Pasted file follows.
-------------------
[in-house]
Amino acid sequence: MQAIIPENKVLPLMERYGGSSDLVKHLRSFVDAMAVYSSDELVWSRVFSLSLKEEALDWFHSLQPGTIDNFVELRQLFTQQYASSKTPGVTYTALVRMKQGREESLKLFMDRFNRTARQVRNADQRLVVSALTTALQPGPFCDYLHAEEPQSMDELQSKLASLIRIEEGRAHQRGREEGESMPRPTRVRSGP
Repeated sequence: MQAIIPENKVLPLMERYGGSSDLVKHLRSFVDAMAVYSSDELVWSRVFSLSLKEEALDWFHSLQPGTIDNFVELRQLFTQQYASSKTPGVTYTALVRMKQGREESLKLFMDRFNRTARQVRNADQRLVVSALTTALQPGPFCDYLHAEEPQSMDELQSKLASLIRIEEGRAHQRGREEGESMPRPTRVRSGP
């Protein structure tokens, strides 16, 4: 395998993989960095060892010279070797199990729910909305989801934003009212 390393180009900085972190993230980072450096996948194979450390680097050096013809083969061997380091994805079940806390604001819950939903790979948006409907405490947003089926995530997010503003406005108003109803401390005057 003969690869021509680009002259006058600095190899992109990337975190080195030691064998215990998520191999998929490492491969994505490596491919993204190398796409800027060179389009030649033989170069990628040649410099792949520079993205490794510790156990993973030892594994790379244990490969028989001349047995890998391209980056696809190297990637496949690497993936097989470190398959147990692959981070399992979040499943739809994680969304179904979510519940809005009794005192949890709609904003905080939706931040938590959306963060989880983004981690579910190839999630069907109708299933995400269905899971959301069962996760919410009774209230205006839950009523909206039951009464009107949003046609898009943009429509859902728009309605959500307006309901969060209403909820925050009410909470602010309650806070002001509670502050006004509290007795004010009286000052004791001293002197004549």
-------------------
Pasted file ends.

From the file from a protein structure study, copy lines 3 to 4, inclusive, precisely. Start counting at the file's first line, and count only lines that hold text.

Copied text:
Repeated sequence: MQAIIPENKVLPLMERYGGSSDLVKHLRSFVDAMAVYSSDELVWSRVFSLSLKEEALDWFHSLQPGTIDNFVELRQLFTQQYASSKTPGVTYTALVRMKQGREESLKLFMDRFNRTARQVRNADQRLVVSALTTALQPGPFCDYLHAEEPQSMDELQSKLASLIRIEEGRAHQRGREEGESMPRPTRVRSGP
């Protein structure tokens, strides 16, 4: 395998993989960095060892010279070797199990729910909305989801934003009212 390393180009900085972190993230980072450096996948194979450390680097050096013809083969061997380091994805079940806390604001819950939903790979948006409907405490947003089926995530997010503003406005108003109803401390005057 003969690869021509680009002259006058600095190899992109990337975190080195030691064998215990998520191999998929490492491969994505490596491919993204190398796409800027060179389009030649033989170069990628040649410099792949520079993205490794510790156990993973030892594994790379244990490969028989001349047995890998391209980056696809190297990637496949690497993936097989470190398959147990692959981070399992979040499943739809994680969304179904979510519940809005009794005192949890709609904003905080939706931040938590959306963060989880983004981690579910190839999630069907109708299933995400269905899971959301069962996760919410009774209230205006839950009523909206039951009464009107949003046609898009943009429509859902728009309605959500307006309901969060209403909820925050009410909470602010309650806070002001509670502050006004509290007795004010009286000052004791001293002197004549």